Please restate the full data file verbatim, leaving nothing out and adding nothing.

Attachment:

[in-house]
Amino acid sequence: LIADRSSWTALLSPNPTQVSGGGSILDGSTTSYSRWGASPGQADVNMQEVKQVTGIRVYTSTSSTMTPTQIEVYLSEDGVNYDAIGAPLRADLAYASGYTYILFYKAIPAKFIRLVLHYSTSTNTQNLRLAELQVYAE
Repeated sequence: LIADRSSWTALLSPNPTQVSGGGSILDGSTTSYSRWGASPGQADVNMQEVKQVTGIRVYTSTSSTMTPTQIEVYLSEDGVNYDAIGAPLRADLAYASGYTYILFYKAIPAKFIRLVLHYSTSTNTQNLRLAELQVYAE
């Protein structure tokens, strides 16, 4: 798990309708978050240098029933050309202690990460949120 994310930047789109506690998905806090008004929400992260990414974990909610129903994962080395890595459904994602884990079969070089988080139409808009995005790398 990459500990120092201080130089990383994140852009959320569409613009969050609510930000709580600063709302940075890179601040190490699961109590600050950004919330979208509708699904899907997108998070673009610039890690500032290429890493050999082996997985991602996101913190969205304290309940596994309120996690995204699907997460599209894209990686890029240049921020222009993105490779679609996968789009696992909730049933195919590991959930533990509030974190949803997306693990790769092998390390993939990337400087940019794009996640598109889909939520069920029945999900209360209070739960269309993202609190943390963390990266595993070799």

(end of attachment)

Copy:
[in-house]
Amino acid sequence: LIADRSSWTALLSPNPTQVSGGGSILDGSTTSYSRWGASPGQADVNMQEVKQVTGIRVYTSTSSTMTPTQIEVYLSEDGVNYDAIGAPLRADLAYASGYTYILFYKAIPAKFIRLVLHYSTSTNTQNLRLAELQVYAE
Repeated sequence: LIADRSSWTALLSPNPTQVSGGGSILDGSTTSYSRWGASPGQADVNMQEVKQVTGIRVYTSTSSTMTPTQIEVYLSEDGVNYDAIGAPLRADLAYASGYTYILFYKAIPAKFIRLVLHYSTSTNTQNLRLAELQVYAE
């Protein structure tokens, strides 16, 4: 798990309708978050240098029933050309202690990460949120 994310930047789109506690998905806090008004929400992260990414974990909610129903994962080395890595459904994602884990079969070089988080139409808009995005790398 990459500990120092201080130089990383994140852009959320569409613009969050609510930000709580600063709302940075890179601040190490699961109590600050950004919330979208509708699904899907997108998070673009610039890690500032290429890493050999082996997985991602996101913190969205304290309940596994309120996690995204699907997460599209894209990686890029240049921020222009993105490779679609996968789009696992909730049933195919590991959930533990509030974190949803997306693990790769092998390390993939990337400087940019794009996640598109889909939520069920029945999900209360209070739960269309993202609190943390963390990266595993070799």